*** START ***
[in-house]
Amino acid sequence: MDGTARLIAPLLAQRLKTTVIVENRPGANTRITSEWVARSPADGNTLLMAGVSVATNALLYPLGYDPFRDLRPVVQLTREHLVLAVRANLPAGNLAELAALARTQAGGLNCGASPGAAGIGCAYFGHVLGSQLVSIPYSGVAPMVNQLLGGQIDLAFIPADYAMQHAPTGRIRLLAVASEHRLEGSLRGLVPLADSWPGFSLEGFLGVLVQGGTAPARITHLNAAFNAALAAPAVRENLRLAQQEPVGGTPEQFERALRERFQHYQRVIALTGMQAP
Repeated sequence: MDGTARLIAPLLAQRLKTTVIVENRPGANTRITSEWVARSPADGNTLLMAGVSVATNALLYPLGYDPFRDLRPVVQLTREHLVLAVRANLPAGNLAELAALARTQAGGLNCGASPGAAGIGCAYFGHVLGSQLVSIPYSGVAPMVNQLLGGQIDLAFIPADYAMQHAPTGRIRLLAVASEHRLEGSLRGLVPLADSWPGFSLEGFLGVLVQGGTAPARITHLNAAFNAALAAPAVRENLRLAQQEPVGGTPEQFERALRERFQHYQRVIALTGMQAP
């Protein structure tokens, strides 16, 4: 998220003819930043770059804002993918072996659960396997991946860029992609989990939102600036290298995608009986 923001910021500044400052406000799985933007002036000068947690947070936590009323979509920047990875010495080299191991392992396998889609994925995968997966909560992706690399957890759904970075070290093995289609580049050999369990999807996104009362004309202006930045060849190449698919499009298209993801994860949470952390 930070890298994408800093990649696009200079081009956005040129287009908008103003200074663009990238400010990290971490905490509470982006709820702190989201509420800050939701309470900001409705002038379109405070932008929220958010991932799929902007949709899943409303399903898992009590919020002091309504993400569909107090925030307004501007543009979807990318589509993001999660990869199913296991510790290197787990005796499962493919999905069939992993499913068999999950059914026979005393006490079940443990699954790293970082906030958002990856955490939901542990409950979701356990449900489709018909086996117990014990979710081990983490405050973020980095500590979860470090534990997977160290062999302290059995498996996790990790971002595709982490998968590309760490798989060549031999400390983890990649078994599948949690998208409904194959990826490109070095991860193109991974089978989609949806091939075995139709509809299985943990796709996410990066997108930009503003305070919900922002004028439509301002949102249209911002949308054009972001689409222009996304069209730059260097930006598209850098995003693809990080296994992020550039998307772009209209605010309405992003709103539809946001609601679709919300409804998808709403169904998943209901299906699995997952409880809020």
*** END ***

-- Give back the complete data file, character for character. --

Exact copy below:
[in-house]
Amino acid sequence: MDGTARLIAPLLAQRLKTTVIVENRPGANTRITSEWVARSPADGNTLLMAGVSVATNALLYPLGYDPFRDLRPVVQLTREHLVLAVRANLPAGNLAELAALARTQAGGLNCGASPGAAGIGCAYFGHVLGSQLVSIPYSGVAPMVNQLLGGQIDLAFIPADYAMQHAPTGRIRLLAVASEHRLEGSLRGLVPLADSWPGFSLEGFLGVLVQGGTAPARITHLNAAFNAALAAPAVRENLRLAQQEPVGGTPEQFERALRERFQHYQRVIALTGMQAP
Repeated sequence: MDGTARLIAPLLAQRLKTTVIVENRPGANTRITSEWVARSPADGNTLLMAGVSVATNALLYPLGYDPFRDLRPVVQLTREHLVLAVRANLPAGNLAELAALARTQAGGLNCGASPGAAGIGCAYFGHVLGSQLVSIPYSGVAPMVNQLLGGQIDLAFIPADYAMQHAPTGRIRLLAVASEHRLEGSLRGLVPLADSWPGFSLEGFLGVLVQGGTAPARITHLNAAFNAALAAPAVRENLRLAQQEPVGGTPEQFERALRERFQHYQRVIALTGMQAP
């Protein structure tokens, strides 16, 4: 998220003819930043770059804002993918072996659960396997991946860029992609989990939102600036290298995608009986 923001910021500044400052406000799985933007002036000068947690947070936590009323979509920047990875010495080299191991392992396998889609994925995968997966909560992706690399957890759904970075070290093995289609580049050999369990999807996104009362004309202006930045060849190449698919499009298209993801994860949470952390 930070890298994408800093990649696009200079081009956005040129287009908008103003200074663009990238400010990290971490905490509470982006709820702190989201509420800050939701309470900001409705002038379109405070932008929220958010991932799929902007949709899943409303399903898992009590919020002091309504993400569909107090925030307004501007543009979807990318589509993001999660990869199913296991510790290197787990005796499962493919999905069939992993499913068999999950059914026979005393006490079940443990699954790293970082906030958002990856955490939901542990409950979701356990449900489709018909086996117990014990979710081990983490405050973020980095500590979860470090534990997977160290062999302290059995498996996790990790971002595709982490998968590309760490798989060549031999400390983890990649078994599948949690998208409904194959990826490109070095991860193109991974089978989609949806091939075995139709509809299985943990796709996410990066997108930009503003305070919900922002004028439509301002949102249209911002949308054009972001689409222009996304069209730059260097930006598209850098995003693809990080296994992020550039998307772009209209605010309405992003709103539809946001609601679709919300409804998808709403169904998943209901299906699995997952409880809020």